Being a multiracial country, we have variety of food from local to international cuisine. In short, we are not short of choice. Every new development invariably will be filled with hawker centres and food outlets. Recently, I went to Kota Damansara at night for supper and shocked to find that every street is filled with restaurants and hawker centres. You are spoiled for choice.
Eating out is now a favourite pastime and to many people, a daily routine. Recently, the local newspaper reported that 40 percent of the people eat out daily. Interestingly, price is of prime concern. The food hygiene is not placed on the top priority. This survey is not surprising since it is common to find some well-known food outlet where the level of hygiene within the premise can be quite appalling. There are even well known hawker centres where toilet paper is used as tissue paper and if you go to the toilet, you will lose your appetite, probably for days. Because we are not concern with hygiene, a lot of food operators pay scant attention to hygiene and cleanliness.
We have such preoccupation with food that it is not uncommon for Malaysians while having lunch to talk about dinner, where to eat, what to eat and who to invite. We are not fussy about whether we are eating the right food. When it suits our taste and it is within our budget, we just eat it. To most Malaysians, healthy and unhealthy food is alien to them. As far as the taste is great, it is good. In this respect, the ladies seem to show a better understanding of the type of food to be eaten. There is a famous saying “you are what you eat”, but Malaysians don’t really care very much as long as it is delicious. Hence, it is not surprising that overweight and obesity register double digit growth every year among Malaysians. Most Malaysians are also not aware that obesity is the mother of all illness.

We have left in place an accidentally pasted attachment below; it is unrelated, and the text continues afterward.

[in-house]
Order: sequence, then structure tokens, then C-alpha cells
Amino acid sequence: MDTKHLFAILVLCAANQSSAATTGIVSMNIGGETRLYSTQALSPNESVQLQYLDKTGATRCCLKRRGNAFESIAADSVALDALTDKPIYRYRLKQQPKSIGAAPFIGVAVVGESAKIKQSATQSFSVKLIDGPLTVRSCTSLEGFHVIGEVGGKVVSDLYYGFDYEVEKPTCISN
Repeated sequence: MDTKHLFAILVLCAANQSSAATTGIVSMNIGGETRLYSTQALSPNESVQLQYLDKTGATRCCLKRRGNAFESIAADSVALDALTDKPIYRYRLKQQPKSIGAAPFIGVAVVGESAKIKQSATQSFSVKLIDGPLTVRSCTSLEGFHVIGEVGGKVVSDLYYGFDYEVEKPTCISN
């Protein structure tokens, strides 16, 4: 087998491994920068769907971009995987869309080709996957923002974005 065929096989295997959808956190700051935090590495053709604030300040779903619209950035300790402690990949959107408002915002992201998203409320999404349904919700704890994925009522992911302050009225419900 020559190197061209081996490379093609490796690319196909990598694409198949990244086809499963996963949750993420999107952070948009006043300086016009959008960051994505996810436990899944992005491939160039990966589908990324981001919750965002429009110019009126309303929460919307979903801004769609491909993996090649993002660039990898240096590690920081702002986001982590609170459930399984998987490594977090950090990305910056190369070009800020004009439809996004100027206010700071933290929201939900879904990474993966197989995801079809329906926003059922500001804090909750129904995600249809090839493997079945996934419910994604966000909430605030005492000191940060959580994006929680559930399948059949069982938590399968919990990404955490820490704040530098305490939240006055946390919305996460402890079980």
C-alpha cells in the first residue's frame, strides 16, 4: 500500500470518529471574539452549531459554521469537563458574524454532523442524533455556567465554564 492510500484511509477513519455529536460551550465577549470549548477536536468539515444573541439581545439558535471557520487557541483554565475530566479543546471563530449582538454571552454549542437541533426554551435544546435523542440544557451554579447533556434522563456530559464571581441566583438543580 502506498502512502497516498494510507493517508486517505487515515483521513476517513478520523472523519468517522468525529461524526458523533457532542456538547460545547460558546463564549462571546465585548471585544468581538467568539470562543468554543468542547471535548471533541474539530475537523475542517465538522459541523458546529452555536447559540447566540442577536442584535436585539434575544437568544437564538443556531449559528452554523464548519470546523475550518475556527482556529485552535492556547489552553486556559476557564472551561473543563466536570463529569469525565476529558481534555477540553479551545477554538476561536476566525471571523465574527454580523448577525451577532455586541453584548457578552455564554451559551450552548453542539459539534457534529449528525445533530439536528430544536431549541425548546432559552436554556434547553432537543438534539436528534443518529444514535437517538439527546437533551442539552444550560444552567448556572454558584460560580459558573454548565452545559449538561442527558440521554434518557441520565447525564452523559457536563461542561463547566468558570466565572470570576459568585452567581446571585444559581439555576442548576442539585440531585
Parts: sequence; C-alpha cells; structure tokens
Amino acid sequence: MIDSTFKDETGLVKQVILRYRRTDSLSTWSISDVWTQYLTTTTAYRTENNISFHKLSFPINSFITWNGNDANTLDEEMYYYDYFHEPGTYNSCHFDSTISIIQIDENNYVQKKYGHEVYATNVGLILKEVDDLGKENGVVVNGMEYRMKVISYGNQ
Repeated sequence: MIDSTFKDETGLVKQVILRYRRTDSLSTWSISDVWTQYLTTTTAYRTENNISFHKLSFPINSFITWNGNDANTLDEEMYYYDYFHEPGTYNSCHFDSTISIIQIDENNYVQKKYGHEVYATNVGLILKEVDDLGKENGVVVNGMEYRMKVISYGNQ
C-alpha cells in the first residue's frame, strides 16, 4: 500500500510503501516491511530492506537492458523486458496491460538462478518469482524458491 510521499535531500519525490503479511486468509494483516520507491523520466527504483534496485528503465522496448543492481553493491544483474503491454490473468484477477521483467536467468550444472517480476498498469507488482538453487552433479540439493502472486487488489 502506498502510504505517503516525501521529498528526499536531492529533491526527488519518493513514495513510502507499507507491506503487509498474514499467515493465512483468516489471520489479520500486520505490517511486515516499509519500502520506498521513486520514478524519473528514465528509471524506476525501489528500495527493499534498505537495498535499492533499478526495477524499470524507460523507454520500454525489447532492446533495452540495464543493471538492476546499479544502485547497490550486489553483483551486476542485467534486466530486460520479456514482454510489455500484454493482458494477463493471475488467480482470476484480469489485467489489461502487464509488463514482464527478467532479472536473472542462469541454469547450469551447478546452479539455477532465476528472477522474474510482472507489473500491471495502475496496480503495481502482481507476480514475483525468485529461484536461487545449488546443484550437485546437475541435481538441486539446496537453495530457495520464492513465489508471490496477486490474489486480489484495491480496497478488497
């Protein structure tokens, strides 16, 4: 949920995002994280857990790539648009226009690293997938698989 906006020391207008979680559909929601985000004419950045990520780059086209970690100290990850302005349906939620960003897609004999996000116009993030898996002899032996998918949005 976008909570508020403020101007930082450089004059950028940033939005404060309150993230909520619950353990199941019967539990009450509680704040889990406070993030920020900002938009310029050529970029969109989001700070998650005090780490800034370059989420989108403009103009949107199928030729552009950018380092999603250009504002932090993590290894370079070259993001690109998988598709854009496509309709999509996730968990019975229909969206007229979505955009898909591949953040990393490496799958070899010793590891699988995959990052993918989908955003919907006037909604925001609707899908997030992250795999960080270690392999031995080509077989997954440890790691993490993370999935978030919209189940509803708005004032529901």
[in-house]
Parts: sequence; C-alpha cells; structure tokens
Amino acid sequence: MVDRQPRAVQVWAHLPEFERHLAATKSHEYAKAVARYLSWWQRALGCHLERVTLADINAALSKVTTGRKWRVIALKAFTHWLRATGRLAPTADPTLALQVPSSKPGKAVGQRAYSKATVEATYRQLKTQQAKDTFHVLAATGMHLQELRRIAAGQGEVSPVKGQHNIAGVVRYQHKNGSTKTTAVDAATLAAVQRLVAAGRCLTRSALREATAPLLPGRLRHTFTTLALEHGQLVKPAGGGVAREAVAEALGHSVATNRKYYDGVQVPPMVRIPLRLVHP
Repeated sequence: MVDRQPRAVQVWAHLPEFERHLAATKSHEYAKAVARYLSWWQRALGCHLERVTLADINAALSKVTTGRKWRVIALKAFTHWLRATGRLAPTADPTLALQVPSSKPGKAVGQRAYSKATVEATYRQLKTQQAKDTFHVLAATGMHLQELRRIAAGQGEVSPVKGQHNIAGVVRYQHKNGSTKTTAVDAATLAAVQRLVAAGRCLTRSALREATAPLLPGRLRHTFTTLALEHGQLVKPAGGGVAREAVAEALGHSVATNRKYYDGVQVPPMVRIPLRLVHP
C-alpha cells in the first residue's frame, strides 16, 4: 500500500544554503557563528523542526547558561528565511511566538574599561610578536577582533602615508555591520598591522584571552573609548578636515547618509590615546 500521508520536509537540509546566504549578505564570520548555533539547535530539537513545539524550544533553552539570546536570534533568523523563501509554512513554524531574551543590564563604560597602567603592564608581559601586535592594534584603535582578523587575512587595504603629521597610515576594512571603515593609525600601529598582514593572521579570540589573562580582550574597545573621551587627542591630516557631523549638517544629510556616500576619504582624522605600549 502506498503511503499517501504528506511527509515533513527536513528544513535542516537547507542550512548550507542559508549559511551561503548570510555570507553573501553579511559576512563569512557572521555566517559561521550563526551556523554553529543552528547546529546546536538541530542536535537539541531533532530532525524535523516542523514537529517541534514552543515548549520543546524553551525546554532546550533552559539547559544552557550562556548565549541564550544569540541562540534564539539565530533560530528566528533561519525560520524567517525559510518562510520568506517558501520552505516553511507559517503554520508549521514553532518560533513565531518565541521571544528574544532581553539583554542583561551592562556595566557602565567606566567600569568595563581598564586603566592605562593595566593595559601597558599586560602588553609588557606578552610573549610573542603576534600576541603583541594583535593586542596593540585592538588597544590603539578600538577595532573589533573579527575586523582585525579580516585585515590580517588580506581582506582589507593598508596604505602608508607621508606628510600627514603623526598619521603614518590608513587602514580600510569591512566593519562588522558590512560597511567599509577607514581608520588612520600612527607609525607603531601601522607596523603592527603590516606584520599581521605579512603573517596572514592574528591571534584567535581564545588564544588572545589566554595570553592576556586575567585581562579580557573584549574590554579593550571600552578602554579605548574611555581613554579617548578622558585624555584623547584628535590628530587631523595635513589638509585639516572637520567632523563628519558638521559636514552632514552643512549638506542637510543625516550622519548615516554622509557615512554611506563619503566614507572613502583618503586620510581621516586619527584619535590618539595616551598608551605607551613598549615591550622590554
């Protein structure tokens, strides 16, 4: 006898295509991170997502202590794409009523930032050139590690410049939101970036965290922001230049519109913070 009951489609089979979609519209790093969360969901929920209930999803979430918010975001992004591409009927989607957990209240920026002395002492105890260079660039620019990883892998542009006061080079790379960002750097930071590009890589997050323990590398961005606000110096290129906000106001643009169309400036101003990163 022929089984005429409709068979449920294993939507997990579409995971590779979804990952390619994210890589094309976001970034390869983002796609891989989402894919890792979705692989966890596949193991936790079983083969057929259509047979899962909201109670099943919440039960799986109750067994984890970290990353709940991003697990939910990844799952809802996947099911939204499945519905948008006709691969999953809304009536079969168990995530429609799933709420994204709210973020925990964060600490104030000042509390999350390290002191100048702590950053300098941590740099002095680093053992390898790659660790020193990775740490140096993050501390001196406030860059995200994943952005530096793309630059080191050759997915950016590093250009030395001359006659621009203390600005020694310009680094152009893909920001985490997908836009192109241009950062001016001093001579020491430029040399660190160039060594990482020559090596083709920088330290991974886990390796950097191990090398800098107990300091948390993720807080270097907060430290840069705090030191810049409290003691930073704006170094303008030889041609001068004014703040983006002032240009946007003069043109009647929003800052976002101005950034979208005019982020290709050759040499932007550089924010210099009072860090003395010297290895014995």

Because of our preoccupation with food, there is a mushrooming of food outlet. It cannot be denied that competition is keen. After all, the economic pie will be getting smaller. However, there seems to be an understanding among food operators that they should not undercut each other in food prices. Hence, there may be competition, but not a price war. In fact, over the years, food prices have slowly but steadily gone up.